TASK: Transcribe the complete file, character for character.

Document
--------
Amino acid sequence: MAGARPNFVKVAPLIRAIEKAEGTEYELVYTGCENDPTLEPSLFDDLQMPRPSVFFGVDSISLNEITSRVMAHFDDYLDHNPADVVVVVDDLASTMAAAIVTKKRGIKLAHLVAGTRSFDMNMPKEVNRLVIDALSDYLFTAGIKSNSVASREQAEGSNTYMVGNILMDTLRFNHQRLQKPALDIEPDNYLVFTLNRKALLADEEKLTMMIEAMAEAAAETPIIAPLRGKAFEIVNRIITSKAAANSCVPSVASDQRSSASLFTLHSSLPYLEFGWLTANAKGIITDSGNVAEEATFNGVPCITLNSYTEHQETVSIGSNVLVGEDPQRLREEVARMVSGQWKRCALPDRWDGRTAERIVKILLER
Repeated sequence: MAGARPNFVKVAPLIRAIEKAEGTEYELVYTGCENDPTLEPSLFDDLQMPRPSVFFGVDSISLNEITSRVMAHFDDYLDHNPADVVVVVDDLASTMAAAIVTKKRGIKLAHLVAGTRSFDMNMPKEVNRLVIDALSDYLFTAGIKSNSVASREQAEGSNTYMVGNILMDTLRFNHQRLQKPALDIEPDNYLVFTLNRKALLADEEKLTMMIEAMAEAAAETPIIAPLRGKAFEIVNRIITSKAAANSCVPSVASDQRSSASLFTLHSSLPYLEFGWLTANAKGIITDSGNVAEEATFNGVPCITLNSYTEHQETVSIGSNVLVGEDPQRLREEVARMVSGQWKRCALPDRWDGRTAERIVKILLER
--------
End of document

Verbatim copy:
Amino acid sequence: MAGARPNFVKVAPLIRAIEKAEGTEYELVYTGCENDPTLEPSLFDDLQMPRPSVFFGVDSISLNEITSRVMAHFDDYLDHNPADVVVVVDDLASTMAAAIVTKKRGIKLAHLVAGTRSFDMNMPKEVNRLVIDALSDYLFTAGIKSNSVASREQAEGSNTYMVGNILMDTLRFNHQRLQKPALDIEPDNYLVFTLNRKALLADEEKLTMMIEAMAEAAAETPIIAPLRGKAFEIVNRIITSKAAANSCVPSVASDQRSSASLFTLHSSLPYLEFGWLTANAKGIITDSGNVAEEATFNGVPCITLNSYTEHQETVSIGSNVLVGEDPQRLREEVARMVSGQWKRCALPDRWDGRTAERIVKILLER
Repeated sequence: MAGARPNFVKVAPLIRAIEKAEGTEYELVYTGCENDPTLEPSLFDDLQMPRPSVFFGVDSISLNEITSRVMAHFDDYLDHNPADVVVVVDDLASTMAAAIVTKKRGIKLAHLVAGTRSFDMNMPKEVNRLVIDALSDYLFTAGIKSNSVASREQAEGSNTYMVGNILMDTLRFNHQRLQKPALDIEPDNYLVFTLNRKALLADEEKLTMMIEAMAEAAAETPIIAPLRGKAFEIVNRIITSKAAANSCVPSVASDQRSSASLFTLHSSLPYLEFGWLTANAKGIITDSGNVAEEATFNGVPCITLNSYTEHQETVSIGSNVLVGEDPQRLREEVARMVSGQWKRCALPDRWDGRTAERIVKILLER